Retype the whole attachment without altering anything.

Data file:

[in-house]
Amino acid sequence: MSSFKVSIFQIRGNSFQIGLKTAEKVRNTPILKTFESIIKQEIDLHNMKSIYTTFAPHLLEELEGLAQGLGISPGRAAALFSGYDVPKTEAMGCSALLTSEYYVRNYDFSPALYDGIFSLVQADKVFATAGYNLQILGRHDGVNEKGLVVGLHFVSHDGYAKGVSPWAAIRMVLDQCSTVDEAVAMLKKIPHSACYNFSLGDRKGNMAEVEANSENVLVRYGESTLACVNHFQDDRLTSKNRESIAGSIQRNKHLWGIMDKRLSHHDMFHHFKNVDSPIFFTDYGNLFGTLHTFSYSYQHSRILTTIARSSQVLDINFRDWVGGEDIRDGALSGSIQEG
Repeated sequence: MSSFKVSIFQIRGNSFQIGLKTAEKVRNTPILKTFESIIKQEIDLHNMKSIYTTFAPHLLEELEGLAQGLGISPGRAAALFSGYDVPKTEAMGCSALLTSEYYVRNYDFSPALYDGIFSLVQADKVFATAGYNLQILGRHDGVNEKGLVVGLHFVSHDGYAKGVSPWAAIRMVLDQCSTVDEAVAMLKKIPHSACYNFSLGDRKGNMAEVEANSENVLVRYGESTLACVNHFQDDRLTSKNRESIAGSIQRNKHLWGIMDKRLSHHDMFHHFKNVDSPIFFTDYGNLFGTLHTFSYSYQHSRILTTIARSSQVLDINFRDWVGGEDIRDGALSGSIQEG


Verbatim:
[in-house]
Amino acid sequence: MSSFKVSIFQIRGNSFQIGLKTAEKVRNTPILKTFESIIKQEIDLHNMKSIYTTFAPHLLEELEGLAQGLGISPGRAAALFSGYDVPKTEAMGCSALLTSEYYVRNYDFSPALYDGIFSLVQADKVFATAGYNLQILGRHDGVNEKGLVVGLHFVSHDGYAKGVSPWAAIRMVLDQCSTVDEAVAMLKKIPHSACYNFSLGDRKGNMAEVEANSENVLVRYGESTLACVNHFQDDRLTSKNRESIAGSIQRNKHLWGIMDKRLSHHDMFHHFKNVDSPIFFTDYGNLFGTLHTFSYSYQHSRILTTIARSSQVLDINFRDWVGGEDIRDGALSGSIQEG
Repeated sequence: MSSFKVSIFQIRGNSFQIGLKTAEKVRNTPILKTFESIIKQEIDLHNMKSIYTTFAPHLLEELEGLAQGLGISPGRAAALFSGYDVPKTEAMGCSALLTSEYYVRNYDFSPALYDGIFSLVQADKVFATAGYNLQILGRHDGVNEKGLVVGLHFVSHDGYAKGVSPWAAIRMVLDQCSTVDEAVAMLKKIPHSACYNFSLGDRKGNMAEVEANSENVLVRYGESTLACVNHFQDDRLTSKNRESIAGSIQRNKHLWGIMDKRLSHHDMFHHFKNVDSPIFFTDYGNLFGTLHTFSYSYQHSRILTTIARSSQVLDINFRDWVGGEDIRDGALSGSIQEG